Iowa releases report on transportation challenges

A national transportation research group said Iowa must improve its infrastructure -- including its roads, bridges and highways -- if it's to retain businesses, encourage future economic growth and keep its residents safe. 

To overhaul its infrastructure, Iowa must secure more funding from the local, state and federal level, according to a newly released TRIP report.

Bridges are one of Iowa’s biggest concerns. TRIP researchers found that 21 percent of Iowa's locally and state-maintained bridges are structurally deficient, which means they exhibit major deterioration of their primary components. The state is second to only Pennsylvania in the number of structurally deficient bridges, according to the report.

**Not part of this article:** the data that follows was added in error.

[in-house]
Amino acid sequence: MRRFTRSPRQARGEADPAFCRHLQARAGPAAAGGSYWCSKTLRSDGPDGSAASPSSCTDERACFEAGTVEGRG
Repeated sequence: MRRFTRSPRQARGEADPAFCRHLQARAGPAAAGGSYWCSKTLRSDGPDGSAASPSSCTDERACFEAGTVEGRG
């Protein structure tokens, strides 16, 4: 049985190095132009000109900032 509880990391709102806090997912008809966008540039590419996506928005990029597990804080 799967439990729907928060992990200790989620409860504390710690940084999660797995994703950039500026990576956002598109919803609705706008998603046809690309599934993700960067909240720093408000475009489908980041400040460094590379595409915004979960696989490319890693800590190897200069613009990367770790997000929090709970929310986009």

Deteriorating pavement conditions was also cited by TRIP as a major issue on Iowa's roadways. The report found that poor road conditions cost Iowans $935 million each year in vehicle repairs, depreciation, tire wear and increased fuel consumption. 

TRIP said the poor conditions of roads is partly to blame for the 1,803 traffic fatalities reported in the state between 2009 and 2013. The report recommends improvements to traffic flow to lessen congestion and lower the number of traffic deaths in the future. 

Hampering infrastructure improvements, though, is inadequate funding. Currently, the state is facing a $215 million transportation funding shortfall, the Iowa Department of Transportation reported; and the federal government's Highway Trust Fund contains only enough money to preserve existing levels of transportation infrastructure through May. 

Driving on deficient roads is costing Iowa drivers approximately $2 billion annually in vehicle operating costs, TRIP reported.

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